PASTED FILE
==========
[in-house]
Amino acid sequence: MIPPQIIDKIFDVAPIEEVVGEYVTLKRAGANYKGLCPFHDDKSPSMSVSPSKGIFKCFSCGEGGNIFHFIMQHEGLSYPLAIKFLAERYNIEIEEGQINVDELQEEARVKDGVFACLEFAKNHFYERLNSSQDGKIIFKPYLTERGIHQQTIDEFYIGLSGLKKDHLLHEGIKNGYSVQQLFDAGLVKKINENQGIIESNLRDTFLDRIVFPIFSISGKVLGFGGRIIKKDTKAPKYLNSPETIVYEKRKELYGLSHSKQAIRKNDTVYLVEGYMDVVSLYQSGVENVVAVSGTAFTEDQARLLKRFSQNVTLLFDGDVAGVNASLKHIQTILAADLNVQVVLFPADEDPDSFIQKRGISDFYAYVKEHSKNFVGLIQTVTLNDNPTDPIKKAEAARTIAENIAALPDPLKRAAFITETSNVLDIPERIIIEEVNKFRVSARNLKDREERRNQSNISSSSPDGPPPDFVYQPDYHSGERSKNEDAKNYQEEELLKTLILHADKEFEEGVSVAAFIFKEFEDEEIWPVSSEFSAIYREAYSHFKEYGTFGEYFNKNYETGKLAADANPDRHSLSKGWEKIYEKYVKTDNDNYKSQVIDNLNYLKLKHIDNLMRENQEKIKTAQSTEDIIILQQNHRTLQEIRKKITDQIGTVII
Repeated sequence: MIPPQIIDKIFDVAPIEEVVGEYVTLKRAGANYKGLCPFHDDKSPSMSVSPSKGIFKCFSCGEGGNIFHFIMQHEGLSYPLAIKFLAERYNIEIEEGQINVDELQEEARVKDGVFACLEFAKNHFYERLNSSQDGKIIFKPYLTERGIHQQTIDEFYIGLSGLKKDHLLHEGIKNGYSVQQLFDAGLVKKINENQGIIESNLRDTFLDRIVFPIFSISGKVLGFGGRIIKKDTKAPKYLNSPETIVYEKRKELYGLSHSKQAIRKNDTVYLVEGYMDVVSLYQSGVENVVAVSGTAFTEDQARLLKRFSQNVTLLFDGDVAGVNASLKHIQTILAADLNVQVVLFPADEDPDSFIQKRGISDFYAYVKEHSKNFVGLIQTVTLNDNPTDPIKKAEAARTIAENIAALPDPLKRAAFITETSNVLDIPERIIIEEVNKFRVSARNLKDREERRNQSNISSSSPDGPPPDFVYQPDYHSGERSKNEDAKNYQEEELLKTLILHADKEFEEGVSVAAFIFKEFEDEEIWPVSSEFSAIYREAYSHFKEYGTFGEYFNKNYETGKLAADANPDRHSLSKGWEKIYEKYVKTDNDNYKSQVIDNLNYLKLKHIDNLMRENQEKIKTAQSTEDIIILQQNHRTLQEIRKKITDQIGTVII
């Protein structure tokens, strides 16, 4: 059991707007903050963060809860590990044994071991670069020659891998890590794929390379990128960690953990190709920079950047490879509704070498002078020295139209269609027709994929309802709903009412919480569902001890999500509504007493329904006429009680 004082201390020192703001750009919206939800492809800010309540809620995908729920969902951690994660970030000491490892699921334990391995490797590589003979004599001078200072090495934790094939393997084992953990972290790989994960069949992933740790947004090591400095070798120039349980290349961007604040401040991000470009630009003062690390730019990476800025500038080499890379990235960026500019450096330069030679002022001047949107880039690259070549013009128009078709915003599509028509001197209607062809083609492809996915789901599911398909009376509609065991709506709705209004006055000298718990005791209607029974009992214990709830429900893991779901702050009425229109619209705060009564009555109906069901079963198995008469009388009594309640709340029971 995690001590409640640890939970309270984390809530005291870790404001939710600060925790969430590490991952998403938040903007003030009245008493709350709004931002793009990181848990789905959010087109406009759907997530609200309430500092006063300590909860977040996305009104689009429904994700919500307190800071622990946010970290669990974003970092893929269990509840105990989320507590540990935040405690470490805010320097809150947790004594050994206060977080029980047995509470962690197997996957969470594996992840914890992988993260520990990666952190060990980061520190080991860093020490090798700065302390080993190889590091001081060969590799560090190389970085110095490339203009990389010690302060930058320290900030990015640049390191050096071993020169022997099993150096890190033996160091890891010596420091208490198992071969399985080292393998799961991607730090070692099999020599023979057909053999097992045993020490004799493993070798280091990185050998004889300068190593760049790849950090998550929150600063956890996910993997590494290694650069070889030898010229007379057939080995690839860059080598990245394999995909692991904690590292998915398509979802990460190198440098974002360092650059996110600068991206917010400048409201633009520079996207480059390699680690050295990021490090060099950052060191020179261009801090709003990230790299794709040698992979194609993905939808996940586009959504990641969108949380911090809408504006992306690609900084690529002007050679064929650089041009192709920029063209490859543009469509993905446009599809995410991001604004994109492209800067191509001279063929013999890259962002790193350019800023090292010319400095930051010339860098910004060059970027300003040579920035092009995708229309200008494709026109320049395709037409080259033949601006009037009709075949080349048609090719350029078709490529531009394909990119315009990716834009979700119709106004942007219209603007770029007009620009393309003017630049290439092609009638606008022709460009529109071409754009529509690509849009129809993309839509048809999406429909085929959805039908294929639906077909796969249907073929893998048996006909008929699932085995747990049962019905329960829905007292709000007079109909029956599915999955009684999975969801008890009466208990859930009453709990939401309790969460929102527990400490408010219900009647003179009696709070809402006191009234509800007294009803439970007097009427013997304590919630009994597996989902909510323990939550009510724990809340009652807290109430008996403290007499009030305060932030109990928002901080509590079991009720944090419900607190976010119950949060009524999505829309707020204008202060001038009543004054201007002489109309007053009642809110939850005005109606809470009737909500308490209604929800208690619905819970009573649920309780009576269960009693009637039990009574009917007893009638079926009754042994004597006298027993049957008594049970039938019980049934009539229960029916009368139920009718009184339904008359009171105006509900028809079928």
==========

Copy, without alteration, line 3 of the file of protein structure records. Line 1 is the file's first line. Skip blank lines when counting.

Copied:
Repeated sequence: MIPPQIIDKIFDVAPIEEVVGEYVTLKRAGANYKGLCPFHDDKSPSMSVSPSKGIFKCFSCGEGGNIFHFIMQHEGLSYPLAIKFLAERYNIEIEEGQINVDELQEEARVKDGVFACLEFAKNHFYERLNSSQDGKIIFKPYLTERGIHQQTIDEFYIGLSGLKKDHLLHEGIKNGYSVQQLFDAGLVKKINENQGIIESNLRDTFLDRIVFPIFSISGKVLGFGGRIIKKDTKAPKYLNSPETIVYEKRKELYGLSHSKQAIRKNDTVYLVEGYMDVVSLYQSGVENVVAVSGTAFTEDQARLLKRFSQNVTLLFDGDVAGVNASLKHIQTILAADLNVQVVLFPADEDPDSFIQKRGISDFYAYVKEHSKNFVGLIQTVTLNDNPTDPIKKAEAARTIAENIAALPDPLKRAAFITETSNVLDIPERIIIEEVNKFRVSARNLKDREERRNQSNISSSSPDGPPPDFVYQPDYHSGERSKNEDAKNYQEEELLKTLILHADKEFEEGVSVAAFIFKEFEDEEIWPVSSEFSAIYREAYSHFKEYGTFGEYFNKNYETGKLAADANPDRHSLSKGWEKIYEKYVKTDNDNYKSQVIDNLNYLKLKHIDNLMRENQEKIKTAQSTEDIIILQQNHRTLQEIRKKITDQIGTVII